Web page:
Leading researcher, Dr. Ronald G. Crystal, chairman of genetic medicine at Weill Cornell Medical College, declares:
“Twenty percent of smokers get COPD, so it is vital that we identify who is at the highest risk and why. Gaining a better understanding of COPD’s underlying biology and the metabolic changes forced by cigarette smoke to airway epithelial cells will help us effectively deal with this major health problem. We can use this information to develop new ways to protect the lungs.”


Patients that developed COPD due to smoking are often short of breath and the severe narrowing of the airways within the lung results in loss of lung function. COPD is also linked to the progression of “ciliopathy.”
Most epithelial cells in the lung’s airway consist of cilia, i.e. important cells to maintain a healthy lung, which are vital in transporting mucus and any inhaled pathogens like bacteria, up the airway and out of the lungs to prevent infection. Ciliopathy is a cellular dysfunction within the airway epithelial cells, which leads to mucus accumulation, shortened cilia cells, and impaired defenses against infection.
Co-principal researcher, Dr. Steven S. Gross, professor of pharmacology and director of the Mass Spectrometry Facility at Weill Cornell explains:
“Ciliopathy occurs long before there are any clinical signs of smoking-induced COPD. However, the underlying genesis of smoking-induced airway ciliopathy is unknown. The goal of our study is to fill this knowledge gap and identify what exactly drives ciliopathy in smokers with COPD.”


According to the researchers, hypothesis ciliopathy is associated with oxidant stress that smoking deposits on airway epithelium cells and smoking-induced COPD is linked to a changed metabolism in lung tissue and serum. They believe that profiling metabolites in COPD patients’ biofluids will offer a better understanding of the underlying molecular mechanisms of developing ciliopathy as well as COPD’s pathogenics. 


Dr. Crystal says: “A biomarker for COPD would be useful to identify smokers that will develop COPD. Success of this study would be a major step in developing new approaches for the screening and treatment of COPD patients.”


For their new research project, the team will for the first time use metabolomics to broadly identify, examine and profile abnormal variations in cell metabolism and metabolites for COPD in the airway of epithelial lung cells. They will examine thousands of small molecules, measuring changes in metabolite expression by using the most advanced technology based on mass spectrometry to help in global metabolite profiling COPD patients’ lung serum and tissue samples. Cell metabolism is various chemical reactions that occur within the cell, whilst metabolites are their small molecule products, which are involved all aspects of cellular function. 


Dr. Gross states: “The use of metabolomics is a powerful new approach to discover how airway epithelial cells are disturbed by smoking and how this may lead to COPD. Global metabolite profiling represents an untapped route for defining which biochemical pathways are specifically altered in smokers with COPD.”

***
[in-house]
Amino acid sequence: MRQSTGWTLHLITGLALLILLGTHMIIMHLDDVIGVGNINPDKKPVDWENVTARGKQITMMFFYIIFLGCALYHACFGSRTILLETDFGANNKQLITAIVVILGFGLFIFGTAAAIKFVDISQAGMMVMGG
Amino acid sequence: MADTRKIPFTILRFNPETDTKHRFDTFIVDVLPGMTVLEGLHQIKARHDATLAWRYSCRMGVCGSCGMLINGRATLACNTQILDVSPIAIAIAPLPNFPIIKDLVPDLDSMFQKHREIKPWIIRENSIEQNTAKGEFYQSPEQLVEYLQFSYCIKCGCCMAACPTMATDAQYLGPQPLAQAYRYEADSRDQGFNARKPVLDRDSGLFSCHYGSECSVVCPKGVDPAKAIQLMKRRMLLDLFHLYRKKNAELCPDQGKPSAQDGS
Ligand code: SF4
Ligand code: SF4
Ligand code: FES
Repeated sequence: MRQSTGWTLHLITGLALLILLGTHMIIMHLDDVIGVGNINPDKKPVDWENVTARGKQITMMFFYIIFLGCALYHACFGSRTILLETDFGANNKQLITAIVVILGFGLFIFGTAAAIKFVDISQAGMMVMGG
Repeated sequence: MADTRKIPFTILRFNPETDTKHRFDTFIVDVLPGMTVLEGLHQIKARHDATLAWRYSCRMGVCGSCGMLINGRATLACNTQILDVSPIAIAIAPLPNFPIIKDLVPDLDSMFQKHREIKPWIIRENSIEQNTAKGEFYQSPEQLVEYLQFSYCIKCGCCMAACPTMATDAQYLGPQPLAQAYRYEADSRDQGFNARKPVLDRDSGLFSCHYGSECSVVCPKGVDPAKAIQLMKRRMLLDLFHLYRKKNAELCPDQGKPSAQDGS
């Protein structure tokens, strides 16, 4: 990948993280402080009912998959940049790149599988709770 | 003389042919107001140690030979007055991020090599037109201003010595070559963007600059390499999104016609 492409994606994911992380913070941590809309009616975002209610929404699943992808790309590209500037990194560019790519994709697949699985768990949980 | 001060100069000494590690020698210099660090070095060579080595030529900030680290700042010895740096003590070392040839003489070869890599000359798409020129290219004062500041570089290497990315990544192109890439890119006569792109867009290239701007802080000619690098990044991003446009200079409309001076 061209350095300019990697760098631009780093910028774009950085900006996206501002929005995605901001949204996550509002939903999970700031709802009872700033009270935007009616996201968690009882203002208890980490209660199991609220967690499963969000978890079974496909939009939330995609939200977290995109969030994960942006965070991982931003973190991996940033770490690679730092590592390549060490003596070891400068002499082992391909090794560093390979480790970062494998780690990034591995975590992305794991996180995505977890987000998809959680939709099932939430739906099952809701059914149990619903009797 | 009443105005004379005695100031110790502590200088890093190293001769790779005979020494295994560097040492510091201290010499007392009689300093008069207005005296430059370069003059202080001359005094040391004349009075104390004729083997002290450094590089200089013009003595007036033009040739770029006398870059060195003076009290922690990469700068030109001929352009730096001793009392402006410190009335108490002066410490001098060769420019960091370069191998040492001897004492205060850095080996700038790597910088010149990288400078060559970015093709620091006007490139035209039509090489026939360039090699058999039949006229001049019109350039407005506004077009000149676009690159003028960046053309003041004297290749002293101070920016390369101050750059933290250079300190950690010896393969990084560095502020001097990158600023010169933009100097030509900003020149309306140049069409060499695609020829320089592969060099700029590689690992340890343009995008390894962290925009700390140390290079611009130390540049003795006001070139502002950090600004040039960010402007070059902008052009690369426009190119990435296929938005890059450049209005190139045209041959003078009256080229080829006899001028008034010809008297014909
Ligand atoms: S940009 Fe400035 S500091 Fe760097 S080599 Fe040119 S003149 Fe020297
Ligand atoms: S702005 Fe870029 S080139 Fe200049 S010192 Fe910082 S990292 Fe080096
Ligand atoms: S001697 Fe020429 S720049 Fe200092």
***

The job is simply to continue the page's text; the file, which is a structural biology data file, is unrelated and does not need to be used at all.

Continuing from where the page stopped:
The researchers will also combine metabolic profiling with in vitro studies of human subjects and murine airway epithelium. In the study they will analyze serum, lung epithelial lining fluid and airway epithelium samples from human research subjects, as well as an extensive cohort of banked human clinical trial samples and compare these to different types of populations, including smokers, non-smokers, smokers with and without COPD smokers and smokers with COPD who stopped smoking.
Written by Petra Rattue

As twists of fate go, this one is particularly twisted. It was announced over the weekend that Allen Carr, who gave up his 100-a-day habit 23 years ago and became one of the world’s best-known anti-smoking campaigners, has been diagnosed with lung cancer. “This has come as a shock but I remain very upbeat,” the 73-year-old told a Sunday newspaper. Those who hope that quitting smoking will mean they avoid such diseases will probably not be feeling quite so defiant: they will want to know whether there is any point giving up at all.

The link between lung cancer and smoking was first made by Richard Doll in the British Medical Journal; on June 26 1954, he launched a 50-year study, funded by the Medical Research Council, Cancer Research UK and the British Heart Foundation, of exactly how many years smokers were lopping off their lives. On June 26 2004, he announced that it was, on average, 10. However, he also discovered that quitting at age 50 – the age Carr was when he stopped – nearly halves that. Stopping at ages 60, 50, 40 or 30 gains, respectively, about three, six, nine or 10 years of life expectancy.

“It’s obviously very sad that Allen Carr has now got lung cancer,” says Amanda Sandford, research manager at Action on Smoking and Health (Ash), “but if he hadn’t quit, he would probably have died years ago. He has certainly extended his life.”

But it’s not just a question of staying alive – quality of life is also a factor.

“It’s not just about death,” says Professor Robert West, director of tobacco studies at Cancer Research UK, “because obviously we’ve all got to die sometime. It’s about disability. The reason people should stop smoking is not to stop them dying, but to stop them living a horrible, disabled life.”